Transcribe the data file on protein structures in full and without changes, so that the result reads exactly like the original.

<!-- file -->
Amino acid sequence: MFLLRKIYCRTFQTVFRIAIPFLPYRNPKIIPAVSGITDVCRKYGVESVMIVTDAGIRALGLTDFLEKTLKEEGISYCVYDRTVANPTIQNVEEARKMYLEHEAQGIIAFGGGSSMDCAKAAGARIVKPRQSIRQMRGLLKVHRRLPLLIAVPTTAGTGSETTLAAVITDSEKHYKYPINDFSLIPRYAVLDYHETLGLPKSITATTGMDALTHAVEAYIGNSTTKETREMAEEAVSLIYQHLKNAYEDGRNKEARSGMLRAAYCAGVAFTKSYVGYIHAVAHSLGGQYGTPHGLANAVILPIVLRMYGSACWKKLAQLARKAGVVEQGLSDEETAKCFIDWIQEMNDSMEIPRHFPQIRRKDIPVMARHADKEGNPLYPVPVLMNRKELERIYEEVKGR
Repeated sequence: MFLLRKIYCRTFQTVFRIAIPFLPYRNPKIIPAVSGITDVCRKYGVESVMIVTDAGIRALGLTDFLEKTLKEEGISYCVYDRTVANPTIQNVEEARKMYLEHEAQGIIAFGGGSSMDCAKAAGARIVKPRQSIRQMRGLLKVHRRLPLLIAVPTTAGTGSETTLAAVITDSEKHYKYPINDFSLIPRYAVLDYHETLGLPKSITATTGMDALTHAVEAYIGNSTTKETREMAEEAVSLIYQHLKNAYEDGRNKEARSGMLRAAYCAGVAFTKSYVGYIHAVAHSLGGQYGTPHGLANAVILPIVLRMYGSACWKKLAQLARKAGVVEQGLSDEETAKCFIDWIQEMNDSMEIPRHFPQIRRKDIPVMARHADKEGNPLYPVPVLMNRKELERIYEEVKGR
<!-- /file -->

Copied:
Amino acid sequence: MFLLRKIYCRTFQTVFRIAIPFLPYRNPKIIPAVSGITDVCRKYGVESVMIVTDAGIRALGLTDFLEKTLKEEGISYCVYDRTVANPTIQNVEEARKMYLEHEAQGIIAFGGGSSMDCAKAAGARIVKPRQSIRQMRGLLKVHRRLPLLIAVPTTAGTGSETTLAAVITDSEKHYKYPINDFSLIPRYAVLDYHETLGLPKSITATTGMDALTHAVEAYIGNSTTKETREMAEEAVSLIYQHLKNAYEDGRNKEARSGMLRAAYCAGVAFTKSYVGYIHAVAHSLGGQYGTPHGLANAVILPIVLRMYGSACWKKLAQLARKAGVVEQGLSDEETAKCFIDWIQEMNDSMEIPRHFPQIRRKDIPVMARHADKEGNPLYPVPVLMNRKELERIYEEVKGR
Repeated sequence: MFLLRKIYCRTFQTVFRIAIPFLPYRNPKIIPAVSGITDVCRKYGVESVMIVTDAGIRALGLTDFLEKTLKEEGISYCVYDRTVANPTIQNVEEARKMYLEHEAQGIIAFGGGSSMDCAKAAGARIVKPRQSIRQMRGLLKVHRRLPLLIAVPTTAGTGSETTLAAVITDSEKHYKYPINDFSLIPRYAVLDYHETLGLPKSITATTGMDALTHAVEAYIGNSTTKETREMAEEAVSLIYQHLKNAYEDGRNKEARSGMLRAAYCAGVAFTKSYVGYIHAVAHSLGGQYGTPHGLANAVILPIVLRMYGSACWKKLAQLARKAGVVEQGLSDEETAKCFIDWIQEMNDSMEIPRHFPQIRRKDIPVMARHADKEGNPLYPVPVLMNRKELERIYEEVKGR